GREP_COLORS tool

Seems I’ve been all about the terminal customisation recently…

I use grep a lot. Multiple times every day without fail. I used ack for a while when I started at my current workplace as that seemed to be favoured by a lot of the existing devs there. However, I found that not having ack on some servers meant I was making silly mistakes when using grep elsewhere. Ever typed this:

and sat there waiting? Well I have. So I switched away from ack and became a grep advocate. This move from ack might also help explain my grep default flags, one of which (that I didn’t mention in that post..) is -P to use perlre in the search string.

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github.io pages

I’ve been sharing my code via github a lot more lately. I’ve used Google Code in the past and haven’t really used github extensively. Using it more and more now has made me feel I should share my tools via github.io, not a lot of people want to go to links on someone elses blog in case they’re using it to gain money via ads or something. I don’t use advertising, I can’t stand ads in general and block them in any way I can, so you don’t need to worry about that here!

Anyway, I’ve added my recent tools and script to a github.io page which is accessible here:

https://dom111.github.io/

I’ll continue to publish articles here as well, and would like to use this as a way to get feedback and elaborate on any interesting parts of the code I’ve written. As well as write more rambles if and when I feel the need!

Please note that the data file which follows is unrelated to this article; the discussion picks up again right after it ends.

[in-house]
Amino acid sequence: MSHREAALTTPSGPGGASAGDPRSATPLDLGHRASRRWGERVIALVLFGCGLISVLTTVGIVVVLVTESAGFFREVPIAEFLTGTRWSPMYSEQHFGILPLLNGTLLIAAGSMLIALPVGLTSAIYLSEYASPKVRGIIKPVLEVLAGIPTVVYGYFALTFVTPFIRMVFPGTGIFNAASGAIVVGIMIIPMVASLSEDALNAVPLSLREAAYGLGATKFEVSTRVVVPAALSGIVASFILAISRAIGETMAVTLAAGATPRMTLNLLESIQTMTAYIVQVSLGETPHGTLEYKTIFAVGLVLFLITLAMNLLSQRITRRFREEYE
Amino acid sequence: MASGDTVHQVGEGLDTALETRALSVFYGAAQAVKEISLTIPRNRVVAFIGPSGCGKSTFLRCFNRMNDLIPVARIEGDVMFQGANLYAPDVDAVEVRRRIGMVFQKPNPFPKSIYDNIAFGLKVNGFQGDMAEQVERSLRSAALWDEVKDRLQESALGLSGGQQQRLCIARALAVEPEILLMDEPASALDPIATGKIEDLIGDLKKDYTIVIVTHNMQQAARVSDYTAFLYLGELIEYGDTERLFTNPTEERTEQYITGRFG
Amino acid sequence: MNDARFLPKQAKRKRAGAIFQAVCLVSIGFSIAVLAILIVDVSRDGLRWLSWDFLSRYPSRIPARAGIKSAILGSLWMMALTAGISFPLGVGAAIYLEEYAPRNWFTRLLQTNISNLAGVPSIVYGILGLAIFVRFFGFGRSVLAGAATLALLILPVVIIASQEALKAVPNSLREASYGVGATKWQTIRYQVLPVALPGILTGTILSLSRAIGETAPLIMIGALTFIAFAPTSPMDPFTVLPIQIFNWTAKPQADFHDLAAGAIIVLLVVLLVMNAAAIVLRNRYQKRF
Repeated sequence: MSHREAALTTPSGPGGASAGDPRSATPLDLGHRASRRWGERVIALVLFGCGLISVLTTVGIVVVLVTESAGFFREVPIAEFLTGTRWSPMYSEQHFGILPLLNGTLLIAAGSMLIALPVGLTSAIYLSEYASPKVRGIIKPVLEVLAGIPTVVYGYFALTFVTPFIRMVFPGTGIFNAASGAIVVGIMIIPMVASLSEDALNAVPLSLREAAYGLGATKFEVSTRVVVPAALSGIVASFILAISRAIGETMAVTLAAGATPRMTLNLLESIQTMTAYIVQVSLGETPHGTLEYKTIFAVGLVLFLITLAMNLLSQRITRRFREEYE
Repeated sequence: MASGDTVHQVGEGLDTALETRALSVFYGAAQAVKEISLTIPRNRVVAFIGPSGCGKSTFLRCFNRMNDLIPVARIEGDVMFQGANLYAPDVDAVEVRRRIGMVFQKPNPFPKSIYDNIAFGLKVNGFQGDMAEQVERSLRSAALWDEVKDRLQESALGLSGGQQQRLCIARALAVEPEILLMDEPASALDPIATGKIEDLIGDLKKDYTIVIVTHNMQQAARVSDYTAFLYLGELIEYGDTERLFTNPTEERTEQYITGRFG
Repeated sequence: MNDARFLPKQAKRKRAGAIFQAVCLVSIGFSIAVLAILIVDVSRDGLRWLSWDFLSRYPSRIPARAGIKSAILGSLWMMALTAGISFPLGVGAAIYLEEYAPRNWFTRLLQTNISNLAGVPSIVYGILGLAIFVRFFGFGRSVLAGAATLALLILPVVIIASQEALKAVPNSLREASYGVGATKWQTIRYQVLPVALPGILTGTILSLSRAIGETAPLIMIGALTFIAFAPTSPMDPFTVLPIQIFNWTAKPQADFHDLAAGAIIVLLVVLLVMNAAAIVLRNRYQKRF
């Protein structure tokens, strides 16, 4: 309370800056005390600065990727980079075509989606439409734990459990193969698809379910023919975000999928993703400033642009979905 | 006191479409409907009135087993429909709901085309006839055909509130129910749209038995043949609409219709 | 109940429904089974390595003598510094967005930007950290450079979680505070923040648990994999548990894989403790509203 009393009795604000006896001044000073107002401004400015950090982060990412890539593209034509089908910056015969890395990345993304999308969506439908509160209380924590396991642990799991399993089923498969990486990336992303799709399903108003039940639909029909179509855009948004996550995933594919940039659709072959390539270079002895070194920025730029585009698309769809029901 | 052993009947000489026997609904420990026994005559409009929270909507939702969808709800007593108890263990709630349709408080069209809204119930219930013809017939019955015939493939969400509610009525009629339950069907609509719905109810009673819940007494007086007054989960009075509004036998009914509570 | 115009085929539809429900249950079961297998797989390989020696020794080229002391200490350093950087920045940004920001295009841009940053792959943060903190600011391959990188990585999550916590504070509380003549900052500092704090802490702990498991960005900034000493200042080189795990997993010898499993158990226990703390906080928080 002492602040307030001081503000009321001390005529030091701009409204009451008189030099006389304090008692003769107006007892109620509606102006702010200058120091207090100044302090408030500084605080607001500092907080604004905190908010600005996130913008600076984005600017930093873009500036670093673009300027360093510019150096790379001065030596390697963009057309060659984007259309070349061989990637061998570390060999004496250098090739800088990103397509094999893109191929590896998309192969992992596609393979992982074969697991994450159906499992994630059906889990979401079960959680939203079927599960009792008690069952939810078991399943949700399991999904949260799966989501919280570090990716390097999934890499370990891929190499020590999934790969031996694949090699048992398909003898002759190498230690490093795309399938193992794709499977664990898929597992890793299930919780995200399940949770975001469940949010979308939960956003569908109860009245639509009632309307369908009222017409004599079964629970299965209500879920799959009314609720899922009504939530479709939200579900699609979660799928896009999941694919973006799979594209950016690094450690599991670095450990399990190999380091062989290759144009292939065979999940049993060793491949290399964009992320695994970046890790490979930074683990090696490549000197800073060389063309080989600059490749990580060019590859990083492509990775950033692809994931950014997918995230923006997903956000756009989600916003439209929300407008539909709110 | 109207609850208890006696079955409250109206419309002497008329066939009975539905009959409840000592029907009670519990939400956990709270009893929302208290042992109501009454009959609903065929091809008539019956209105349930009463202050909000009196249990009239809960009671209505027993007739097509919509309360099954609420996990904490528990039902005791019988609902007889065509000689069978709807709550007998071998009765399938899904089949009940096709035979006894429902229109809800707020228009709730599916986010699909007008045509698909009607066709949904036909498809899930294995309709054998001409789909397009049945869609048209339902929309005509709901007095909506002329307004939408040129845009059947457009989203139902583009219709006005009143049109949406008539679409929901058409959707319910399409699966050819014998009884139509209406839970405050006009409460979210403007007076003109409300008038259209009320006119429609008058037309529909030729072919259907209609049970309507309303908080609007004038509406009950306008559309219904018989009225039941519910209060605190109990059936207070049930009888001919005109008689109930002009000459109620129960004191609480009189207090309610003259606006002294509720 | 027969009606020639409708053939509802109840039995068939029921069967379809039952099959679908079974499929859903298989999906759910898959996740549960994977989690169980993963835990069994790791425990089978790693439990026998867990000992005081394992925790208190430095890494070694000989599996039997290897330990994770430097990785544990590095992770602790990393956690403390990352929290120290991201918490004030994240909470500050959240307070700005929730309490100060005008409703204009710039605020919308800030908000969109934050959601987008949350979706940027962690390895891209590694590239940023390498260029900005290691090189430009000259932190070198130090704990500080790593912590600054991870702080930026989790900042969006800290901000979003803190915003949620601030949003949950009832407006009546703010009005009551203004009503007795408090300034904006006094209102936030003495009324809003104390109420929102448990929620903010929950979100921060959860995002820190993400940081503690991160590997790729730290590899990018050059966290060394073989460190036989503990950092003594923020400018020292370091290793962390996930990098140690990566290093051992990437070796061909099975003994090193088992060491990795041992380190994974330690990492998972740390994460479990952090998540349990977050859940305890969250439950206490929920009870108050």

terminal-preview

terminal-preview is a collection of JavaScript and CSS that will enable parsing and styling of terminal ANSI escape codes for simple preview. It’s been developed as a result of my experimenting with bash-ps1 and image-to-ansi.

I’d wanted to extract the code I used in the those projects into a stand-alone project/component that could be added to an existing page where ANSI escape sequences need to be interpreted. I’ve toyed with the idea of making it a Web Component or something like that but haven’t just yet.

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Learning Perl through code golf

Before I started with my current employer almost six years ago I moved from a small, privately-owned, web development company with a few developers working in the languages we chose (or at least, could make a good enough argument for) and with tools recommended by each other or the latest and greatest libraries we’d recently discovered. This was great fun and whilst we dabbled in other languages, learning Ruby and Python, tinkering with shell scripts and Haskell, there were things we didn’t touch because we didn’t have to. That was, until another developer that was no longer with us, created a Perl script that needed updating. The fear in our eyes when that script came up, or when it needed to be used again for another client…

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